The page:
Liberality: With Open Hands

Of all of Aristole’s 12 virtues, liberality was one I had to look up to understand. It’s not a word that is used anymore, at least not in the way it originally meant. Perhaps a more familiar term would be generosity, which is practiced faithfully by many followers of Jesus. However there is a component of wisdom in liberality that is not captured by the use of “generosity.”

Liberality is “the virtue disposing a person to the observance of a reasonable mean between the opposite extremes of prodigality and stinginess in making expenditures intended for the benefit of others.”[i] In other words, liberality is the disposition of a person towards giving for the benefit of others while avoiding two erroneous extremes of wasteful spending and miserliness. Aristotle explains in his Nicomachean Ethics, Book IV, Chapter 1, that liberality also incorporates the discernment of giving to “the right people, the right amounts, and at the right time.”[ii]

Much discussion has gone into the economics and ethics of liberality in terms of wealth and wealth management. When it comes to the spiritual life, liberality has its place precisely because it has to do with money. A wise man once said, “No one can serve two masters…. You cannot serve both God and money.” (Matt 6:24) Serving God frees us from being slaves to the want of wealth and enables us to bless others with our wealth. Thomas Aquinas calls liberality “open-handedness” towards others with the goods one possesses. When one’s quits their hold on something, they free it from their keeping and ownership.[iii]

For my immigrant grandparents and parents, stinginess was a way of life. They were not educated professionals. Their lot was to do laborious work in a small working-class city. That meant time away from their children, and lost opportunities for self-improvement. Miserliness was a weight that they would shoulder for the sake of the next generation. Every penny earned meant a penny saved for food, shelter, and children’s education.  Education meant opportunities for better work and ultimately a better life for their local-born children.

In this way, working class Chinese Canadians prided themselves. They earned their wealth and success, and they have professionally educated children to prove it. Why give to those who will squander gifts on drugs and drink? Better to invest in your own family for they can one day return the favor; others must learn to defend for themselves.

This mentality didn’t seem to fade in the immigrant Chinese church I came to faith in. Giving to God meant giving to the church and to denominational projects. Not once did I hear about giving up one’s wealth to clothe the poor. Or to open doors to house the homeless. One must take care of one’s own first. But are these the only “right” people that Aristotle was referring to? Or are we also to give to those who have faced misfortune, whoever they might be?

The heart of God is a generous one. God is always lavishing His care on His creation from Eden to the Wedding Feast of the Lamb. We know this because while we were still sinners, Christ gave his life for us. The call to Christ’s followers then, is to walk in this way of grace, mercy and sacrificial love: to love one’s neighbor as oneself (or one’s own).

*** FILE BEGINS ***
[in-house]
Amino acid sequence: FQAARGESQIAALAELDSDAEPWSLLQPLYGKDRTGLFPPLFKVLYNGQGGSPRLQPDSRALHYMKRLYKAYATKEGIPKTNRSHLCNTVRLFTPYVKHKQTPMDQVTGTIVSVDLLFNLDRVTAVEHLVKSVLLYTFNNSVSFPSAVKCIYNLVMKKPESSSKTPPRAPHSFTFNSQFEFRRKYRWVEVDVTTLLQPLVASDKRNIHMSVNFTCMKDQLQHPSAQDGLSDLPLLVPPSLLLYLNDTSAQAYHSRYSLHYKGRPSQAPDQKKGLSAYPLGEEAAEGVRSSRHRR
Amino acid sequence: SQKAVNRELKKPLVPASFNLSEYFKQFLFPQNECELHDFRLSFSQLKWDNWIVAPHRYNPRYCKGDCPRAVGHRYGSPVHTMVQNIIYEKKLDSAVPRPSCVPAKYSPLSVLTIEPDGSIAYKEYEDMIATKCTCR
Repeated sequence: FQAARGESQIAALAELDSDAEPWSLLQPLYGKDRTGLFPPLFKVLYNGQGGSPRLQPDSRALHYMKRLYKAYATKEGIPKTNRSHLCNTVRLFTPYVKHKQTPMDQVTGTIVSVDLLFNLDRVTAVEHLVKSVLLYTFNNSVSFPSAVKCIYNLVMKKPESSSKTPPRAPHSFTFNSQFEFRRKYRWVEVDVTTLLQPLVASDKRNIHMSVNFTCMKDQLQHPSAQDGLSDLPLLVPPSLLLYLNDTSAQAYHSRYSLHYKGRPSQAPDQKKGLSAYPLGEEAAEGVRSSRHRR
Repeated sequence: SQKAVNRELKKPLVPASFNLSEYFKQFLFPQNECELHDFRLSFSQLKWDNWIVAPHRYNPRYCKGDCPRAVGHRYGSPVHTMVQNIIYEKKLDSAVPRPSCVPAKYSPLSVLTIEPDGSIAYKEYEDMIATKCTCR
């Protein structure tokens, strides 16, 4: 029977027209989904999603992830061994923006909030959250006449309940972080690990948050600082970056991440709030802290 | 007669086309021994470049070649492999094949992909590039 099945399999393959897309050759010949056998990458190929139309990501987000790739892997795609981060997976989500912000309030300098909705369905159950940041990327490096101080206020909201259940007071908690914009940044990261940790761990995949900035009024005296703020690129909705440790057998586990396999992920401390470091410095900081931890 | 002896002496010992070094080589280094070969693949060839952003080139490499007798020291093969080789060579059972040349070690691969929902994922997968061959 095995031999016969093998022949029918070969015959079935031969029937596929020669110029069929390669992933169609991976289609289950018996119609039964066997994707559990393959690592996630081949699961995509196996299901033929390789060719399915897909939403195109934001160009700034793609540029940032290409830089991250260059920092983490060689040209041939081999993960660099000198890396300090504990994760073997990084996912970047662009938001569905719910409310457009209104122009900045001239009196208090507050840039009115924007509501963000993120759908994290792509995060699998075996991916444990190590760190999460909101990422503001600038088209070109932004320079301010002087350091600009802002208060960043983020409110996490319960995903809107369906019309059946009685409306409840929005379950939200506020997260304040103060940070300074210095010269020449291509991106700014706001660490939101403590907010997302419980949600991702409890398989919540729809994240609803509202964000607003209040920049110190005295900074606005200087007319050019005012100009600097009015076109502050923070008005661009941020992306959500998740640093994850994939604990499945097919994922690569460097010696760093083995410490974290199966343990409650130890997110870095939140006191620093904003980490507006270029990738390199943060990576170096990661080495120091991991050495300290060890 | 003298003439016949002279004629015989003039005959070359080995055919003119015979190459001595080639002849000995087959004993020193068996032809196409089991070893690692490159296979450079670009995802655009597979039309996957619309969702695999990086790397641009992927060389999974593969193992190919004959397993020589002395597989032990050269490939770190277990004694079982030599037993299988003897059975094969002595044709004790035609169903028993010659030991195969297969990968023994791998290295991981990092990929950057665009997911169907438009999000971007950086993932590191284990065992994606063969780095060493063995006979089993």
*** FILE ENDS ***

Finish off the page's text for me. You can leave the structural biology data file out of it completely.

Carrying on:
According to Aristotle, the wisdom to give rightly (taking from the right resource, and giving to the right people in the right amounts) is meant to keep one from either excessively spending or severely withholding. We see this in the parable of the Good Samaritan, who showed mercy to a mugged traveler. The Samaritan stops to help, pays out of his own pocket to house the man until he is well, and then continues on his way.

For Asian women in the church, this is an encouraging thought. The invitation isn’t simply to give everything you’ve got (though that certainly may be an invitation for some), but to give freely and rightly. Giving frees you from the fear of scarcity and from the fear of others.  Giving “rightly” involves both what is limiting and what is just. You don’t have to give to the point of destitution or resentment, but you ought to give when mercy requires it. So one can give to the hurting stranger because it is the compassionate thing to do. One can give, because it is the right thing to do.

Still, it is difficult to lead with open hands. As a woman I fear being harmed. As a visible minority I fear being taken advantage of. Some would argue that Aristotle’s take on liberality is meant for the privileged and elite, but Thomas Aquinas said that, “liberality depends not on the quantity given, but on the heart of the giver.”[iv] In a time of confession and prayer not so long ago, I told God all my rationale for withholding love and I had many good reasons to do so. His answer was to show me His nail-pierced hands and said, “Love me anyways.”

It is difficult to lead with open hands, but impossible to follow Christ with closed ones. May His liberality, His generosity, kindle ours. May His heart bless yours.

This was a contribution to Asian American Women on Leadership, a gathering of Asian American Women for leadership renewal and development.

[i] “Liberality, Virtue of | Encyclopedia.Com,” accessed March 30, 2019, https://www.encyclopedia.com/religion/encyclopedias-almanacs-transcripts-and-maps/liberality-virtue.
[ii] “Nicomachean Ethics of Aristotle: Book IV. Moral Virtue: Chapter 1. Liberality, Prodigality, Meanness,” accessed March 30, 2019, https://www.sacred-texts.com/cla/ari/nico/nico035.htm.
[iii] “SUMMA THEOLOGIAE: Liberality (Secunda Secundae Partis, Q. 117),” accessed March 30, 2019, http://www.newadvent.org/summa/3117.htm.
[iv] Ibid.
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